So nothing happened in Iraq on Tuesday, according to the New York Times, except for Saddam. Paul von Zielbauer offers the court recap and we don't cover court room dramas. The Times has no choice but to cover it because if they didn't they leave their ridiculous John F. Burns hanging. Those with longer memories will remember how he disgraced himself with his it's-personal coverage in the lead up to the war. Having had a hand in the (press) creation of this 'new Hitler,' Burns uses his off-stage role (and considerable heft) to dictate that any day Saddam's in court, there's a story.
Considering all the ink wasted on this trial (which has surpassed Michael Jackson for column inches long ago), it's amazing how poorly they've covered the trial. Who backed Saddam? Who put in him power? Who looked the other way when not encouraging?
The problem isn't that Saddam's on trial, the problem is that a lot of others aren't. Something to remember ten or twenty years on down the line when the next US-backed Saddam, Pinochet, go down the list, is held accountable for their crimes but treated as though they acted in a vacuum.
So the Times covers the trial like a show trial because it's a purge intended to purge every rational person of the history they damn well remember.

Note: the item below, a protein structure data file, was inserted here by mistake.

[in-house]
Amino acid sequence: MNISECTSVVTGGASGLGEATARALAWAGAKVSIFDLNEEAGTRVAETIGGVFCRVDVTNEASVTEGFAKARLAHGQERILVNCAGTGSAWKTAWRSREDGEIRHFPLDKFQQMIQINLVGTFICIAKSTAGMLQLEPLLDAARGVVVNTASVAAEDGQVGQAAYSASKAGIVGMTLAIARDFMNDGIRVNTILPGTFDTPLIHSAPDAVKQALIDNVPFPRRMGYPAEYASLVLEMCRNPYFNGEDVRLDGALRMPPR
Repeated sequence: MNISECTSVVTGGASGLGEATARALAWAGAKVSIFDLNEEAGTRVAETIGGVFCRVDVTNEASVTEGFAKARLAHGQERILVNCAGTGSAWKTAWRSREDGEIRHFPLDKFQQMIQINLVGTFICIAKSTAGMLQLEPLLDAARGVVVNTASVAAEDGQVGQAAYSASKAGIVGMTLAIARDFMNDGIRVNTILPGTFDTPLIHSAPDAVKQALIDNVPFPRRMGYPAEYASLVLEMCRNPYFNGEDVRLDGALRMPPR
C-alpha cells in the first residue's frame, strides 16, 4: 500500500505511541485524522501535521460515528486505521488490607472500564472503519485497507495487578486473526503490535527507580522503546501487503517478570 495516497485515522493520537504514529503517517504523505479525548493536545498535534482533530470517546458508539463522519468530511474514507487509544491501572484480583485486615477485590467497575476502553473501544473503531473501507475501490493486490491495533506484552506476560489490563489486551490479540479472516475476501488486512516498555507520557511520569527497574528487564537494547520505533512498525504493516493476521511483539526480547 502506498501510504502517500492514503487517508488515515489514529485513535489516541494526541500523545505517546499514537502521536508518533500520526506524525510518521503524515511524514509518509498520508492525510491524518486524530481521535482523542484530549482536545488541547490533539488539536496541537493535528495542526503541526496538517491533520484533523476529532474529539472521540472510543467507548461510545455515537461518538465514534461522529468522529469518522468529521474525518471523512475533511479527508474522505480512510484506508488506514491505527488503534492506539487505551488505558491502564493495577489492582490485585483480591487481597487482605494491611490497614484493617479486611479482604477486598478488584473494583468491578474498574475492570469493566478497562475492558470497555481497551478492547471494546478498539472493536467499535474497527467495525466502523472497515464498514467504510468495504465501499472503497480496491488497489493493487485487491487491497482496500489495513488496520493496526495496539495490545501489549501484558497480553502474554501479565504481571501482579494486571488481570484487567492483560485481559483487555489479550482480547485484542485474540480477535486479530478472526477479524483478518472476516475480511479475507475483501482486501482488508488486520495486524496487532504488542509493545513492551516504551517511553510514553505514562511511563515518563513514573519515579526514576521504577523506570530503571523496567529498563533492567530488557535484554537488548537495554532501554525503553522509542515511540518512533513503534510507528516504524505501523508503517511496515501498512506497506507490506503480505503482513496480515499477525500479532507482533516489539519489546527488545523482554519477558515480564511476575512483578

In the meantime Cedric's put the count of some of the reported dead on Tuesday at 25. John F. Burns needs his show trial so that's what passes for Iraq coverage today. (He's not the only one who needs it -- at the paper or elsewhere.)
The whole thing has as much bearing on reality (or today) as the 'success' of the crackdown. Micah notes Arianna Huffington's "From the Dept. of Perspective (Iraq Bloodshed Division)" (The Huffington Post):
It says all you need to know about the horrific state of affairs in Iraq that 22 people dead and over 300 wounded during an attack on Shiite worshipers is considered "an extraordinary success."
But that's what it's come to. After gunmen perched on rooftops, hidden in buildings, and standing in the streets of Baghdad opened fire on religious pilgrims walking through Baghdad on their way to a major Shiite shrine on Sunday, killing 22 and injuring over 300 others, an Iraq Interior Ministry official labeled the outcome "an extraordinary success," and the general in charge of U.S. forces in the besieged capital said Iraqi security forces had done "an excellent job of preventing more needless loss of innocent civilian lives."
As the Washington Post reported yesterday, the death toll rose to 26. It's probably risen again.
As Kat noted, today "on KPFA's The Morning Show, after the 8:00 am news (second hour), Bob Watada will be the guest." 8:00 am is PST.
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